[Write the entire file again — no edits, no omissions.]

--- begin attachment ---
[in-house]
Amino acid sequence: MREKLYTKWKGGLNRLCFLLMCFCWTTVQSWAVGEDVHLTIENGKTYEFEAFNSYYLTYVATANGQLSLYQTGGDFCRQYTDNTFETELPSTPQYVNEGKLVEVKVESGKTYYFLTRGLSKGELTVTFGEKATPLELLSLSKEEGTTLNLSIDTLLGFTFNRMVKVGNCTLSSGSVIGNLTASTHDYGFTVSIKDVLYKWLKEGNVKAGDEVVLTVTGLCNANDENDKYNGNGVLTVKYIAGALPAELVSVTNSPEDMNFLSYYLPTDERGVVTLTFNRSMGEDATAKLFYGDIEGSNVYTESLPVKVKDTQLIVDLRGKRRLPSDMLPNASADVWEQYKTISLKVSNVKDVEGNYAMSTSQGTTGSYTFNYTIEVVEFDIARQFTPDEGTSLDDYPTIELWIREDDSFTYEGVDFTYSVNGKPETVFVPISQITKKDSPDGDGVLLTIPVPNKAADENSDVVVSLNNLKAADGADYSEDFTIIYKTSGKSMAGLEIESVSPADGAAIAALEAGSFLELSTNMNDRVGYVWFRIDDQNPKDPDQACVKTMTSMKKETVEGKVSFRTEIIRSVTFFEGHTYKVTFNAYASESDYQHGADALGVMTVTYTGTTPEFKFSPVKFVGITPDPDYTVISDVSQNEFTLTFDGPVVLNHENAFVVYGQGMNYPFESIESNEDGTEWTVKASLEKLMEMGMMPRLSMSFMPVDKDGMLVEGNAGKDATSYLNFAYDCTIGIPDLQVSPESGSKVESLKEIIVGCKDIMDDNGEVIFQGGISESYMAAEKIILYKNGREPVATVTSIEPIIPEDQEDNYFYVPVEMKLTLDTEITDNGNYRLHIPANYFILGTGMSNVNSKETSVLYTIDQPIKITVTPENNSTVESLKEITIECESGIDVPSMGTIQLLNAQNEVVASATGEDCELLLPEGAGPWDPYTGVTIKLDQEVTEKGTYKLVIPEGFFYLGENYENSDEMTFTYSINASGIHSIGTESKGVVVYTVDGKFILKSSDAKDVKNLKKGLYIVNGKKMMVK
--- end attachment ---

[in-house]
Amino acid sequence: MREKLYTKWKGGLNRLCFLLMCFCWTTVQSWAVGEDVHLTIENGKTYEFEAFNSYYLTYVATANGQLSLYQTGGDFCRQYTDNTFETELPSTPQYVNEGKLVEVKVESGKTYYFLTRGLSKGELTVTFGEKATPLELLSLSKEEGTTLNLSIDTLLGFTFNRMVKVGNCTLSSGSVIGNLTASTHDYGFTVSIKDVLYKWLKEGNVKAGDEVVLTVTGLCNANDENDKYNGNGVLTVKYIAGALPAELVSVTNSPEDMNFLSYYLPTDERGVVTLTFNRSMGEDATAKLFYGDIEGSNVYTESLPVKVKDTQLIVDLRGKRRLPSDMLPNASADVWEQYKTISLKVSNVKDVEGNYAMSTSQGTTGSYTFNYTIEVVEFDIARQFTPDEGTSLDDYPTIELWIREDDSFTYEGVDFTYSVNGKPETVFVPISQITKKDSPDGDGVLLTIPVPNKAADENSDVVVSLNNLKAADGADYSEDFTIIYKTSGKSMAGLEIESVSPADGAAIAALEAGSFLELSTNMNDRVGYVWFRIDDQNPKDPDQACVKTMTSMKKETVEGKVSFRTEIIRSVTFFEGHTYKVTFNAYASESDYQHGADALGVMTVTYTGTTPEFKFSPVKFVGITPDPDYTVISDVSQNEFTLTFDGPVVLNHENAFVVYGQGMNYPFESIESNEDGTEWTVKASLEKLMEMGMMPRLSMSFMPVDKDGMLVEGNAGKDATSYLNFAYDCTIGIPDLQVSPESGSKVESLKEIIVGCKDIMDDNGEVIFQGGISESYMAAEKIILYKNGREPVATVTSIEPIIPEDQEDNYFYVPVEMKLTLDTEITDNGNYRLHIPANYFILGTGMSNVNSKETSVLYTIDQPIKITVTPENNSTVESLKEITIECESGIDVPSMGTIQLLNAQNEVVASATGEDCELLLPEGAGPWDPYTGVTIKLDQEVTEKGTYKLVIPEGFFYLGENYENSDEMTFTYSINASGIHSIGTESKGVVVYTVDGKFILKSSDAKDVKNLKKGLYIVNGKKMMVK